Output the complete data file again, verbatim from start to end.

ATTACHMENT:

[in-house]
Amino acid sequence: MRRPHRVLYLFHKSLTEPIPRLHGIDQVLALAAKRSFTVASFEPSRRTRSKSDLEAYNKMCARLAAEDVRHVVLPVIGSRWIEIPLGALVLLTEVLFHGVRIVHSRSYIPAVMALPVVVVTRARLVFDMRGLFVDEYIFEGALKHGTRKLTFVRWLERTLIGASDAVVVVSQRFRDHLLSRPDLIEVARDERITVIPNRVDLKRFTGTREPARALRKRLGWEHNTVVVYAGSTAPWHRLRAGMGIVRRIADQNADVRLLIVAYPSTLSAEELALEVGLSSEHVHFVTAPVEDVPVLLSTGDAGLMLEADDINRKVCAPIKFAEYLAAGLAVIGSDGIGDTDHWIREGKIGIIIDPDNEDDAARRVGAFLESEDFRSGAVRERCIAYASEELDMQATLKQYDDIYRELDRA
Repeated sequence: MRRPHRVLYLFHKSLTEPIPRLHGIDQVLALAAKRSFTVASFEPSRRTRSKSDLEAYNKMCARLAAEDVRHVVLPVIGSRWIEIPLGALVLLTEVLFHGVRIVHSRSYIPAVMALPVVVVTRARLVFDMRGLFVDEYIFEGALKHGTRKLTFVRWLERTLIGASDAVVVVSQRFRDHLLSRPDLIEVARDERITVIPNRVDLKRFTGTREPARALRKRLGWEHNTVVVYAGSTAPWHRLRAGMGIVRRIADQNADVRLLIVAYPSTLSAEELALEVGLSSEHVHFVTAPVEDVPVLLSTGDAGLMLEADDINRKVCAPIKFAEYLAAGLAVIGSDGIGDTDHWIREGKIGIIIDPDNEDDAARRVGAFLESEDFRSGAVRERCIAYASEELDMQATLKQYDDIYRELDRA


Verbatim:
[in-house]
Amino acid sequence: MRRPHRVLYLFHKSLTEPIPRLHGIDQVLALAAKRSFTVASFEPSRRTRSKSDLEAYNKMCARLAAEDVRHVVLPVIGSRWIEIPLGALVLLTEVLFHGVRIVHSRSYIPAVMALPVVVVTRARLVFDMRGLFVDEYIFEGALKHGTRKLTFVRWLERTLIGASDAVVVVSQRFRDHLLSRPDLIEVARDERITVIPNRVDLKRFTGTREPARALRKRLGWEHNTVVVYAGSTAPWHRLRAGMGIVRRIADQNADVRLLIVAYPSTLSAEELALEVGLSSEHVHFVTAPVEDVPVLLSTGDAGLMLEADDINRKVCAPIKFAEYLAAGLAVIGSDGIGDTDHWIREGKIGIIIDPDNEDDAARRVGAFLESEDFRSGAVRERCIAYASEELDMQATLKQYDDIYRELDRA
Repeated sequence: MRRPHRVLYLFHKSLTEPIPRLHGIDQVLALAAKRSFTVASFEPSRRTRSKSDLEAYNKMCARLAAEDVRHVVLPVIGSRWIEIPLGALVLLTEVLFHGVRIVHSRSYIPAVMALPVVVVTRARLVFDMRGLFVDEYIFEGALKHGTRKLTFVRWLERTLIGASDAVVVVSQRFRDHLLSRPDLIEVARDERITVIPNRVDLKRFTGTREPARALRKRLGWEHNTVVVYAGSTAPWHRLRAGMGIVRRIADQNADVRLLIVAYPSTLSAEELALEVGLSSEHVHFVTAPVEDVPVLLSTGDAGLMLEADDINRKVCAPIKFAEYLAAGLAVIGSDGIGDTDHWIREGKIGIIIDPDNEDDAARRVGAFLESEDFRSGAVRERCIAYASEELDMQATLKQYDDIYRELDRA